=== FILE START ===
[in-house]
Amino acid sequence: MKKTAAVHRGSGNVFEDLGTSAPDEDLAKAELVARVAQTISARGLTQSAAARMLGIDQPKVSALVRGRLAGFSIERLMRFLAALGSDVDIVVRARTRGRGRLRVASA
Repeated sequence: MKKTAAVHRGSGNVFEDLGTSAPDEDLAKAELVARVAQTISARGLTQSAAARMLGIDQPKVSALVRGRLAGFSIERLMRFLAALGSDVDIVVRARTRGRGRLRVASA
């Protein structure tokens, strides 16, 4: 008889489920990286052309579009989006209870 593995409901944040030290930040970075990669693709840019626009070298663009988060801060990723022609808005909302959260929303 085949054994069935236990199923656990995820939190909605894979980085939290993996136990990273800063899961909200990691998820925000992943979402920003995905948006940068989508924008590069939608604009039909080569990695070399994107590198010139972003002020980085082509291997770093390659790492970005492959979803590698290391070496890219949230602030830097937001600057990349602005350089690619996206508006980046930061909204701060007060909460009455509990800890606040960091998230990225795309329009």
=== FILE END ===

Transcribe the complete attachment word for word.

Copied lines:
[in-house]
Amino acid sequence: MKKTAAVHRGSGNVFEDLGTSAPDEDLAKAELVARVAQTISARGLTQSAAARMLGIDQPKVSALVRGRLAGFSIERLMRFLAALGSDVDIVVRARTRGRGRLRVASA
Repeated sequence: MKKTAAVHRGSGNVFEDLGTSAPDEDLAKAELVARVAQTISARGLTQSAAARMLGIDQPKVSALVRGRLAGFSIERLMRFLAALGSDVDIVVRARTRGRGRLRVASA
């Protein structure tokens, strides 16, 4: 008889489920990286052309579009989006209870 593995409901944040030290930040970075990669693709840019626009070298663009988060801060990723022609808005909302959260929303 085949054994069935236990199923656990995820939190909605894979980085939290993996136990990273800063899961909200990691998820925000992943979402920003995905948006940068989508924008590069939608604009039909080569990695070399994107590198010139972003002020980085082509291997770093390659790492970005492959979803590698290391070496890219949230602030830097937001600057990349602005350089690619996206508006980046930061909204701060007060909460009455509990800890606040960091998230990225795309329009």